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Czech calendar forecasts: Irma's big day is Sunday

TRF folks are praying and motling for Tony and Charles Wilson in Florida

Cuba is just experiencing Irma as a Category 5 hurricane, winds over 170 kilometers per hour are common. Tourists who came there for the Sun weren't given what was promised.

Everyone who is close enough to Florida should watch the nice animations at Ventusky.com and Earth.Nullschool.Net and maybe the National Hurricane Center.



But look at this. It's the Czech calendar for September 2017. Just to be sure, the weeks start on Mondays and end on Sundays. The words written under each day are first names. The people with that name have their name day on that day – which is almost as good for them as the birthday. They get gifts.




This tradition is so normal that we can't even understand that some other nations don't have it. In Central Europe, the arrangement of name days extends the Roman Catholic Saints. For example, March 19th is the St Joseph feast day celebrated by the Roman Catholics (because of Jesus' step [?] father). Because "Josef" is still one of the very widespread names, especially among the older Czechs – it's diminishing in favor of more "modern" names such as David, Matyáš etc. – shops with gifts are often overwhelmed on March 19th, during the name day of every Josef.




However, almost every day among the 365-366 days in the calendar has some first name associated with it, as a name day, even though most of these people aren't saints. For example, July 16th is the Luboš day. It's not celebrated by most of the Roman Catholics yet but give it some time.

In the September calendar (the word "září" means "September", or "it is radiating/glowing", and this ambiguity isn't quite a coincidence because of the Sun, I guess), all the days are name days.

There is one exception, however – September 28th. It's the name day of Václav and Václava [a much less widespread female derivative of Václav]. Václav is another important male name – the first name of Havel and Klaus, for example, the first two presidents of Czechia after the dissolution of Czechoslovakia. On top of the name day, however, September 28th is also the Czech Statehood Day. That means an anniversary of the murder of St Wenceslaus [=Václav], the Czech Catholic patron (whom you know from the "Good King Wenceslaus" carol) by his cruel brother Boleslaus and his thugs on September 28th either in 929 AD or 935 AD – well, we're not quite sure about the year. ;-) Just to be sure, this September 28th holiday is generally considered less important these days than October 28th, the anniversary of the 1918 birth of Czechoslovakia. October 28th is our real national holiday – our Slovak brothers aren't mature enough to celebrate it in this way as well.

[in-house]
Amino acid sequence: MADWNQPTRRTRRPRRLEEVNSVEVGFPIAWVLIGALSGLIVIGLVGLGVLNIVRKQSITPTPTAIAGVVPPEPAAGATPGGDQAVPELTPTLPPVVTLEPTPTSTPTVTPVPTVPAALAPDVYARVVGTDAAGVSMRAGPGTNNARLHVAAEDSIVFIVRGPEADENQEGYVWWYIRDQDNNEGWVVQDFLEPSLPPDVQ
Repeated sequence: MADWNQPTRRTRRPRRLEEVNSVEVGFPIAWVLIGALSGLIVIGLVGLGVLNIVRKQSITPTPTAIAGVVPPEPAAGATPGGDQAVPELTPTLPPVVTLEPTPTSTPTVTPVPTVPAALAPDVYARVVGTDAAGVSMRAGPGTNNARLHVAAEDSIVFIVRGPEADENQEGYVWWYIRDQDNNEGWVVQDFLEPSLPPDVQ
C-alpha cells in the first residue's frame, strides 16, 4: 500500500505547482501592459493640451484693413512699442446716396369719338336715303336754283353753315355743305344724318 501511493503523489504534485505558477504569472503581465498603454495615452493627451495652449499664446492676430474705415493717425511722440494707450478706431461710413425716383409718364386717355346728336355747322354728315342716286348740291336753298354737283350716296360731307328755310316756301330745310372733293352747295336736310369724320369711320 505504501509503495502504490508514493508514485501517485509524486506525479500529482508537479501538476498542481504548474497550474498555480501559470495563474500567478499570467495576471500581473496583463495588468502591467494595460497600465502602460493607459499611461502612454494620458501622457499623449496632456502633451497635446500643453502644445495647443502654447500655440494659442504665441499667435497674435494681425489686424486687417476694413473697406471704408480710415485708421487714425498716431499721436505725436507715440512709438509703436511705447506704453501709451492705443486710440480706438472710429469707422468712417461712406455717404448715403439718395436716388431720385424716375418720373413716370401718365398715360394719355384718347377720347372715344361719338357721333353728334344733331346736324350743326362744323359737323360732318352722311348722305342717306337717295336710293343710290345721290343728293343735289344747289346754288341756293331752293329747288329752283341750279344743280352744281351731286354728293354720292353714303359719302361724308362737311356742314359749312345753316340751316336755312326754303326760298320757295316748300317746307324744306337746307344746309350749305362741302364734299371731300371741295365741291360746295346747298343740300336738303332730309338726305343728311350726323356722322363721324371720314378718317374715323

So "den české státnosti" means "Czech Statehood Day" but all the remaining words in the calendar above are first names. Moreover, all the names that end with -a or -e (-a is more frequent in this case) are female first names. And all the names ending with other letters (all of which turn out to be consonants in this case, and most others) are male names. Czech seems to have some simple patterns, right?

As a news outlet in Miami, Local 10 has noticed, Irma has the name day in Czechia on Sunday. Congratulations to all Irmas tomorrow and I wish them good luck, except to the Caribbean Irma – I don't wish her any successes tomorrow! ;-)



Ms Irma Thomas: It's raining so hard, look like it's going to rain all night. And this is the time, I'd love to be holding you tight... (Hurricane Irma sings this song to your house.)

Maybe you want to know what this name means and where it came from. Irma got evolved from German. Old German had lots of names starting Irm-, namely Irmgarda, Irmhilda, Irmtraud, and others. What does it mean? It means "a strong, solid, resilient" woman. Oops. It doesn't sound too good for Florida...

In Czechia, 1,395 women are called Irma and it's the 206th most frequent first name. In other words, it's very rare but not "completely impossible" to find. A Czech poet is Ms Irma Geisslová. Irma Baltuttis was a German singer (trained by the Third Reich but active in the DDR) and Irma Thomas is an American singer from... New Orleans. This black lady was born as Irma Lee – apparently a relative of Robert Lee, she should be ostracized as a slave owner. Her birth place in New Orleans along with Irma's being a strong lady indicate that Florida should prepare for a big day on Sunday.

Also, I think that Americans like celebrations so they should introduce name days. I can write down the calendar for you if you need some help. Americans seem to live in the Middle Ages from many viewpoints. For example, the Czech beer trains are only arriving to the U.S. and China today. How could you live without elementary things such as beer trains? ;-)

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